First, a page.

without Internet Explorer,
in 1280 x 960 resolution
From a historical context, Fight is a band that has largely fallen victim to the infamous other project (Two) that Rob Halford involved himself in during the 90s. As such, few people talk about it, save some who were into the early 90s groove/thrash explosion and happened to see this band on the same circuit as Pantera at the time. It’s sort of ironic that Halford’s interest in the newer metal scene created a fissure that eventually led to Judas Priest breaking up in 1992, primarily because when they recruited Tim Owens to replace him, they went in damn near the same musical direction as this with “Jugulator”.
My opinion regarding this era of music are pretty far from favorable given the general lack of depth in the material that it yielded, but there are always exceptions to every rule, and that is precisely what “War Of Words” is, an exception to what was becoming a rather tyrannical rule of bands who became artistically lazy at the behest of the recording industry. This is an album that is more in the style of the transitional Pantera album “Cowboys From Hell”, along with a fair helping of Cro-Mags influences and a small smattering of latter 80s metal along the lines of Armored Saint’s “Symbol Of Salvation”. To put it plainly, anyone who is expecting the successor to “Painkiller” should steer clear of this and pick up the latest Primal Fear album.
Having said all of that, this is not an album wholly devoid of familiarity with Halford’s work with Judas Priest, but it is very clearly locked in a different genre. Rob’s vocals are dirtied up a bit to somewhat resemble the grittier growl of a thrash vocalist, though most of the really deep and harsh yells are handled by guitarist Russ Parrish, but the signature screech that he employed in the past to help define the classic heavy metal character of sound is still very present. Much of the early songs on this album function as something of a bridge between the old and new, particularly the grooving speeders “Into The Pit” and “Nailed To The Gun”, which flirt the closest with that nasty sound that Exhorder first brought to the scene a few years prior and led the way for Pantera to, in turn, lead the rest of them.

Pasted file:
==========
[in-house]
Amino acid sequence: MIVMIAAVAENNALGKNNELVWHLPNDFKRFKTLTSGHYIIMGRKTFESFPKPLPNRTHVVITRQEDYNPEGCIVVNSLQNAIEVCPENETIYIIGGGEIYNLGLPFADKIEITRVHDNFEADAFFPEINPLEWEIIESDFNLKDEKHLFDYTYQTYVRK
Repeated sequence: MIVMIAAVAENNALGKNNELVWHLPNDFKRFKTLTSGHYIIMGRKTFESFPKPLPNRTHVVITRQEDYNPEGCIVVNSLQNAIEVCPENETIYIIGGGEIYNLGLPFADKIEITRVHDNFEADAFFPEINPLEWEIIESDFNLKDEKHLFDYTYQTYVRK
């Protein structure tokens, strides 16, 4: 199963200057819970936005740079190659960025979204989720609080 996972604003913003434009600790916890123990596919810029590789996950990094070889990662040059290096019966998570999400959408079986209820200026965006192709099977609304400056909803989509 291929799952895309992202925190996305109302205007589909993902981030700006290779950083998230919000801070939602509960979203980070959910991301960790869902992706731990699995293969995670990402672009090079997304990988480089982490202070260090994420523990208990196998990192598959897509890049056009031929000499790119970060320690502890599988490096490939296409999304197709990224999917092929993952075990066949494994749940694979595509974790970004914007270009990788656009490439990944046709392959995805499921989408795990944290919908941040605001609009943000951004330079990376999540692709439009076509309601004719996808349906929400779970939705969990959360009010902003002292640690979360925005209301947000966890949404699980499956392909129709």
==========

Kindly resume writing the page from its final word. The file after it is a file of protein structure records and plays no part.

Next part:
As the album progresses, things tapper off into down-tempo land and the groove elements become even more blatant. Particularly in the case of the heavily repetitive and almost plodding “Laid To Rest” which all but predicts Pantera’s slower repertoire on the next 3 albums they would put out after 1993. Even the somewhat Priest oriented mid-tempo rocker “Immortal Sin” is painted into a bit of a “Vulgar Display Of Power” picture with the deep, muddy guitar tone, even though the lead guitar work is leans towards the clarity of the 80s sound rather than the effects-steeped noise Dimebag was starting to play around with. But all of these songs are actually repackaged into something listenable because of Halford’s powerful voice, which refuses to full conform to the comical jock shout and blatant Layne Staley worship that was everywhere at the time. A single listen to the title song “War Of Words” alone demonstrates that although Rob switched sub-genres, he didn’t try to switch his voice along with it.
If the general groove metal scene had continued to follow a model along the lines of this album and a few other early offerings, rather than continually up the ante set by “Vulgar Display” by repeating riffs into oblivion and just being pissed off for little discernible reason, it would have been a lot better for it. This is a style of music that does have some potential for innovative maneuvering and even outright originality at times, but it’s so rarely explored that it’s flat out ridiculous. There are a few clunkers on this album, but for the most part “War Of Words” is one of those albums that mixes things up and keeps it interesting, and while Halford’s voice is the prime attraction, this is a solid collective effort by 5 very capable musicians.